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Is there an equivalent of cons in Python? (any version above 2.5)

If so, is it built in? Or do I need easy_install do get a module?

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4 Answers 4

up vote 5 down vote accepted

In Python, it's more typical to use the array-based list class than Lisp-style linked lists. But it's not too hard to convert between them:

def cons(seq):
    result = None
    for item in reversed(seq):
        result = (item, result)
    return result

def iter_cons(seq):
    while seq is not None:
        car, cdr = seq
        yield car
        seq = cdr

>>> cons([1, 2, 3, 4, 5, 6])
(1, (2, (3, (4, (5, (6, None))))))
>>> iter_cons(_)
<generator object uncons at 0x00000000024D7090>
>>> list(_)
[1, 2, 3, 4, 5, 6]
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Using Python's lists and loops to emulate Lisp's lists seems like overkill. Besides, as @alberge pointed out, this answer employs array-lists instead of linked-lists. I hope this essay gives a better solution. –  Sumukh Barve Jan 23 at 21:19

Note that Python's lists are implemented as vectors, not as linked lists. You could do lst.insert(0, val), but that operation is O(n).

If you want a data structure that behaves more like a linked list, try using a Deque.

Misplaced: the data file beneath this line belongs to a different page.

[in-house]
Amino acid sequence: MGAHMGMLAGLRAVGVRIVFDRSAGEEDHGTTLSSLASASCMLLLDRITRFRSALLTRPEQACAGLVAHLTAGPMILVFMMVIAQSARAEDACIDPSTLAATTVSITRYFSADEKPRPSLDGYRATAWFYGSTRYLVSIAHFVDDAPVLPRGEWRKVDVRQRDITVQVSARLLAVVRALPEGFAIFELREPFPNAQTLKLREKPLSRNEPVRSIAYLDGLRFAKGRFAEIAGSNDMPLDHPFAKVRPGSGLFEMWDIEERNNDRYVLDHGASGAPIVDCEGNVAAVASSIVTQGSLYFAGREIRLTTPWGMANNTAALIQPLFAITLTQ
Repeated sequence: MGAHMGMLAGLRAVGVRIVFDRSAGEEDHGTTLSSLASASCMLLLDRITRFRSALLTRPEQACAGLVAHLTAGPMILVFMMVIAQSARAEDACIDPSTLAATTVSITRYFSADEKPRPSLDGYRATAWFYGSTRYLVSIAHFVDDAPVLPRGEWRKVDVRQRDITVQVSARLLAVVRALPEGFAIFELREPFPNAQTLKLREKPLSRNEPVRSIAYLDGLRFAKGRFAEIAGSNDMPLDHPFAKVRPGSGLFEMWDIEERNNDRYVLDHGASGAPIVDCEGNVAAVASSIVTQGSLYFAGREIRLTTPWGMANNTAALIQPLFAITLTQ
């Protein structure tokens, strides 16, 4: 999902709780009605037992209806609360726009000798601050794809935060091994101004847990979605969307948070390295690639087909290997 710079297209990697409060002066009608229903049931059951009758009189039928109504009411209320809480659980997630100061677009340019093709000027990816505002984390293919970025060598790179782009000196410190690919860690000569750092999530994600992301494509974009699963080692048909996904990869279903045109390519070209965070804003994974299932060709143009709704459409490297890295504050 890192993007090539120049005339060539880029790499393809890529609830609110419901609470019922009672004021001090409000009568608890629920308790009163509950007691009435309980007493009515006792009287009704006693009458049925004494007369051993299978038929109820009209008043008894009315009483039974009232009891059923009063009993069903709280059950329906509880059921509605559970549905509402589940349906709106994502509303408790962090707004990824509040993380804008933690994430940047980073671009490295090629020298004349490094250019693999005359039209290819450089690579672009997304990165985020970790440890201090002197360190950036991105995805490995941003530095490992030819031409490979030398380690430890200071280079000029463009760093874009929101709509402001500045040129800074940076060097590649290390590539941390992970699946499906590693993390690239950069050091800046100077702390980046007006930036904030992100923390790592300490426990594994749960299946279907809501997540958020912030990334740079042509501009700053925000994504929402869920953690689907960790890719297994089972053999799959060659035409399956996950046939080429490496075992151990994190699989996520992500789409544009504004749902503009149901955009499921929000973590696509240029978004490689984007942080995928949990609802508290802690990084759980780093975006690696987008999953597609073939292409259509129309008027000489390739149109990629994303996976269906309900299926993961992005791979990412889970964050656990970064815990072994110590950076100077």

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You can quite trivially define a class that behaves much like cons:

class Cons(object):
    def __init__(self, car, cdr):
        self.car = car
        self.cdr = cdr

However this will be a very 'heavyweight' way to build basic data structures, which Python is not optimised for, so I would expect the results to be much more CPU/memory intensive than doing something similar in Lisp.

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No. cons is an implementation detail of Lisp-like languages; it doesn't exist in any meaningful sense in Python.

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so there's no way to "condense" lists like from [1, 2, [3, 4, 5, [4, 1]]] to [1, 2, 3, 4, 5, 4, 1]? –  tekknolagi Nov 10 '11 at 1:18
There is, but cons isn't it. See: stackoverflow.com/questions/406121/… –  duskwuff Nov 10 '11 at 1:19

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